I have been thinking about this topic of self-sabotage a lot lately because it seems to be something that I run across with my weight-loss clients and athletes often. I have even done this to myself. Self-sabotage can be defined as something that you do to yourself that prevents you from achieving your best in something. I believe it is generated in our minds from our self-concept. It can range from negative self-talk to down right getting in your own way. Self- imposed limits can hamper your ability to perform and can happen for various reasons. Maybe you don’t feel like you’re worthy or deserve to perform well, it’s out of your comfort zone; Maybe you’re feeling guilty for something in the past that you have to punish yourself for. Or maybe you can’t handle the expectation that would be created if you did everything perfectly right. As a perfectionist I can tell you that can be dangerous thinking. The beginning of every year I purposely eat something bad the first day of the year so I don’t put the pressure on myself for the entire year to eat perfectly every day. This may sound silly but it works for me. Some of us may have high expectations for ourselves and when we feel like we can’t meet them we give up completely.
Do you beat yourself up when you didn’t do it perfectly? Being more forgiving of yourself can help you regain control and keep you from throwing in the towel or your hands in the air and going off the deep end. As I’ve grown older and wiser I’ve realized that everything doesn’t turn out perfect and it’s not healthy to live extremes. All-or-none thinking can be dangerous and can lead to a lot of self- sabotage. Not everything is black-and-white and most people tend to live in the gray area. So this is why I teach principles like the 90/10 rule. 90% of the time you’re eating for fuel and 10% you’re eating for fun. I don’t expect myself to be perfect 100% of the time nor should anyone. The fact is no one is perfect. For me to have a little something “unhealthy” on the first day of the year is my way of reminding myself that it’s okay to not be perfect. We all make mistakes but our response to these mistakes is often what leads to a positive or negative outcome.
What about negative self-talk? This is probably by far the most common way people sabotage themselves. Most people constantly have a stream of communication going on in their head with themselves. What they say to themselves repeatedly is usually what translates to how they behave. If they are constantly telling themselves they’re not good enough and they’re not smart enough and they are a loser it’s going to reflect in their actions. Some of you may recall several SNL daily affirmation sketches with Stuart Smalley. Although entertaining I believe they have some value.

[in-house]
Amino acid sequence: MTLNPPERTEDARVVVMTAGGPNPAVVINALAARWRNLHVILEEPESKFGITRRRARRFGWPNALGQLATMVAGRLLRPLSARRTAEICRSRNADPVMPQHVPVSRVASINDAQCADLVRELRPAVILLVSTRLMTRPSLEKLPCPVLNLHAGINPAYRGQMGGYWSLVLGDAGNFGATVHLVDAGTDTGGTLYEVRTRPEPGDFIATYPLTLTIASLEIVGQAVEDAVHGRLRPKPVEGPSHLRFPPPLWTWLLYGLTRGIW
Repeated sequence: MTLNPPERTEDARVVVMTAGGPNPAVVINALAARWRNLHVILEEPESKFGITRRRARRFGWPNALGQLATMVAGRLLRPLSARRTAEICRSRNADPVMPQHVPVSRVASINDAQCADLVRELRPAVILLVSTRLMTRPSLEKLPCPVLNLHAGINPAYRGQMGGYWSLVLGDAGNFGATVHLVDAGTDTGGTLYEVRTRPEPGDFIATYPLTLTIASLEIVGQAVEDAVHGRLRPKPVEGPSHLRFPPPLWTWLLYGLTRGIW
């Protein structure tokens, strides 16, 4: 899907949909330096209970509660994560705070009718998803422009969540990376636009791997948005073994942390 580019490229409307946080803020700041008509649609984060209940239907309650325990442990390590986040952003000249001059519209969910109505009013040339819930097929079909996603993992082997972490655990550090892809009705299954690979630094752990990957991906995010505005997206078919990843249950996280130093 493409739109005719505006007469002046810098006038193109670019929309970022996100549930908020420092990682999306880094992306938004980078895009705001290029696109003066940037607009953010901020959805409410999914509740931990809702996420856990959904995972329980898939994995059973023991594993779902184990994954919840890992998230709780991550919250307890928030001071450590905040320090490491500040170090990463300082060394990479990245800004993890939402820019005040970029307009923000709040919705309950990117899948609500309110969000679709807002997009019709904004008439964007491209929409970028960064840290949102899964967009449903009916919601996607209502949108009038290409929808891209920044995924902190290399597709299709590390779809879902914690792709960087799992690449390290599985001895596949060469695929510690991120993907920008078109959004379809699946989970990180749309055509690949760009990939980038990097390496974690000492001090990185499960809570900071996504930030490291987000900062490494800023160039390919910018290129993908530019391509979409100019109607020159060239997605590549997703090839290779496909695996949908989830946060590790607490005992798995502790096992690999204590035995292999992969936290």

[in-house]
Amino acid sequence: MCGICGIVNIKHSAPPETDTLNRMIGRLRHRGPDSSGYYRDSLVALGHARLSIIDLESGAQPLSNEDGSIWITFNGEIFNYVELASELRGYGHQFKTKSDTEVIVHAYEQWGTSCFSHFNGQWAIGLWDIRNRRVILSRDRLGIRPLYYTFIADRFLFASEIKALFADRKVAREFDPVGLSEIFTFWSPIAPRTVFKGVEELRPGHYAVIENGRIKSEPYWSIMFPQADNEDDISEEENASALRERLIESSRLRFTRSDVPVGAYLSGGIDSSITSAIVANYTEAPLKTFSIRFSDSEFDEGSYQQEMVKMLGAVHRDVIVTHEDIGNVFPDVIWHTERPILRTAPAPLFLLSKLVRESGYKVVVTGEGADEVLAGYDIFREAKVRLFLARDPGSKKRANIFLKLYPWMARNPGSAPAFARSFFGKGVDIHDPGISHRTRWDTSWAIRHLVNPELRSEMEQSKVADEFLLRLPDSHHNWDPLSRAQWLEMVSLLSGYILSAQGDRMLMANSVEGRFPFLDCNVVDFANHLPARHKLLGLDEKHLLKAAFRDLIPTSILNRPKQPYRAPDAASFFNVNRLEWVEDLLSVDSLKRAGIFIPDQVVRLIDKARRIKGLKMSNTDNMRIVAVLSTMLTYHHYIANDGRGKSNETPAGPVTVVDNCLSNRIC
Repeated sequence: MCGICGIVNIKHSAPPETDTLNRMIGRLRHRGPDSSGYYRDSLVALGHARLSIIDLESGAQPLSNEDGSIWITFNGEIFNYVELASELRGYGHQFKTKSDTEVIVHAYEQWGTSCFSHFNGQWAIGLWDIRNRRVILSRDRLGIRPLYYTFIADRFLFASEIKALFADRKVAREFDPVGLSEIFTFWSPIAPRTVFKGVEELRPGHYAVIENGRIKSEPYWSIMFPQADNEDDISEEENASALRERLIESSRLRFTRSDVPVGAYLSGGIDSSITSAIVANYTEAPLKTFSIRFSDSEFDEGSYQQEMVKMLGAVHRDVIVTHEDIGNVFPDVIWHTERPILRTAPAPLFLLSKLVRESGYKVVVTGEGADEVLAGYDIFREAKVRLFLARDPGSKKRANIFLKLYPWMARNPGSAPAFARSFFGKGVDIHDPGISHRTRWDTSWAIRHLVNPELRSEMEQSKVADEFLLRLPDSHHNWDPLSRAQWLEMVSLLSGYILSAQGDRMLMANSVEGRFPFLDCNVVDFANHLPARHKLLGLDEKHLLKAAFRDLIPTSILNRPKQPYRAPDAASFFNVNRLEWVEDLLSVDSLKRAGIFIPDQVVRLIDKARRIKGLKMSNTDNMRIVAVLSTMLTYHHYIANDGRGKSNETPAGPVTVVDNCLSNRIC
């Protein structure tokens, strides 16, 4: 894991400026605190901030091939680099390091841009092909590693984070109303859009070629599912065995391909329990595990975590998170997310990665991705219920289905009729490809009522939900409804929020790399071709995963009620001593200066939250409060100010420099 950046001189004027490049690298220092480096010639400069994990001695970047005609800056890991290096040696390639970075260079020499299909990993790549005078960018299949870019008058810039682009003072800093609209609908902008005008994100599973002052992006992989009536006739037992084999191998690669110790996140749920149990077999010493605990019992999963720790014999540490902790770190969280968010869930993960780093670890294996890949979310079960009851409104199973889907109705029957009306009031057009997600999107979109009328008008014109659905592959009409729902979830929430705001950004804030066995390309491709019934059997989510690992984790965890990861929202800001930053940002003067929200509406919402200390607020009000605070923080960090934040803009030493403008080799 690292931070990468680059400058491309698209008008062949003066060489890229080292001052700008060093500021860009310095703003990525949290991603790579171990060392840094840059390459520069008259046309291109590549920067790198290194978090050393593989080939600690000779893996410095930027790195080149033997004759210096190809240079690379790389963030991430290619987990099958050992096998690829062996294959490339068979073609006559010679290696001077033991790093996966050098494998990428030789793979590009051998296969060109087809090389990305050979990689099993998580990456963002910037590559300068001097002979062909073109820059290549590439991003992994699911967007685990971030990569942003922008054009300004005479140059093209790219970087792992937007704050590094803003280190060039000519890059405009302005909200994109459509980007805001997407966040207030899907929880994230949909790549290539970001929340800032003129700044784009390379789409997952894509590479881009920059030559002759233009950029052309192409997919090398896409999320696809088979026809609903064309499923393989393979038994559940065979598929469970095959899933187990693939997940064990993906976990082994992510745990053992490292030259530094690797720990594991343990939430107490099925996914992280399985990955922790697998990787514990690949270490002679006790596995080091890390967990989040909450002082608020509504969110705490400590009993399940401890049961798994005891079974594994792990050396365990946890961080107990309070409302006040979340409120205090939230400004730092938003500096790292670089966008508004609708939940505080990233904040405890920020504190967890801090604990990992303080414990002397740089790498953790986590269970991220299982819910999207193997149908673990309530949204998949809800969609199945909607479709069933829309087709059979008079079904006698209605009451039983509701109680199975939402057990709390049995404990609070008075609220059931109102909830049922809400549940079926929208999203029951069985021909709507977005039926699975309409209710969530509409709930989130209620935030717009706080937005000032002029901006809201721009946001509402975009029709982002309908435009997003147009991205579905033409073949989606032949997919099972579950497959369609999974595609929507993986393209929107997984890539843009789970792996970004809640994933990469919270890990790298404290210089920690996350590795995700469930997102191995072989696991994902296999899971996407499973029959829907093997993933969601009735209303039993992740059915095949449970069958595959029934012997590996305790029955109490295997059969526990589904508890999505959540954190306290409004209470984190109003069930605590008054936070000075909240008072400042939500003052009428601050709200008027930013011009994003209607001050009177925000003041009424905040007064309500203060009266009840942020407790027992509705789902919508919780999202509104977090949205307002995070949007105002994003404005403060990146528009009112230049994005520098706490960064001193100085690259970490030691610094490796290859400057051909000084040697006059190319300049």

As an athlete I have read a lot of material on mental strength and how to perform better using mental techniques. I have found a common thread. Positive self-talk and visualizing yourself as being successful is what leads to success. The more often you practice positive thinking, the more success you will have. This may seem cliché or simple but it really works. No matter how thin you slice it there is always two sides to any situation. You could always look for the positive or you can look for the negative. The choice is yours. But look at those people in your life that are most successful. Are they positive or negative people?
Don’t get trapped in a comfort zone. Often we self-sabotage because we are afraid of the unknown or to go into unfamiliar territory. If we’ve always seen ourselves as unsuccessful and then we start being successful that could be uncomfortable. Those fears can cause us to self- sabotage so we can return to our comfort zone. But to create a new you, you have to let loose of the old you. It’s different and it’s going to feel different. Embrace it. I’ve always like to tell people; You have to go out on the limb because that’s where the fruit is. Don’t be afraid to define a new you. Undoubtedly there will be resistant at first from yourself and others but you can except a new you.
What about the power of suggestion? I often believe that negative comments from others sometimes can become our thoughts about ourselves. If someone tells you, “You are no good, weak or are a selfish.” Do you believe them? What do you say back to that in your head? Do you echo it and make it a self-fulfilling prophecy or do you find other words to replace it like, “I’m worth it, I am strong, and generous” etc… I’ve had my fair share of damaging and abusive insults in my life time but I’ve always tried to find a way to negate them. Sometimes it takes time to convince ourselves and others of the qualities that we have. But just like the great sculptor Michelangelo viewed a piece of granite; he simply brought out something that already existed in it. So can we. We all have greatness in us. We may have to use that power of suggestion on ourselves. Tell yourself what you want to see in yourself and you might find that you’ll start seeing more of that. Often we find what we are looking for.
When it comes right down to it, it’s what we are saying to ourselves that determines the outcome of a race. The winner of the race is usually the person that believes that they could win not the person that called himself a loser. True, it may not be in our capability range to win a race but what you say to yourself is still important. What do you say to yourself when someone passes you in a race? “Great job, look at them go” or “I am so slow” or “My friends or family are going to be so disappointed in me.” Sometimes we become overly consumed with what others might be thinking of us; I know I am guilty of this, but the person opinion that matters most is ourselves. The best thing to do is just worry about what we can control and doing the best we can. I have found a lot of joy from living in the moment and enjoy the process of what I am doing at the time and searching for the positive. I guess you could say I take time to smell the roses. Show gratitude for the things that you enjoy every day and concern yourself less with things you have no control over like the future. When you do this you are too busy to self-sabotage. Focus on the process, live in the moment and enjoying every moment of every experience. If you messed up, forgive yourself and resolve to get back on track and be the best you.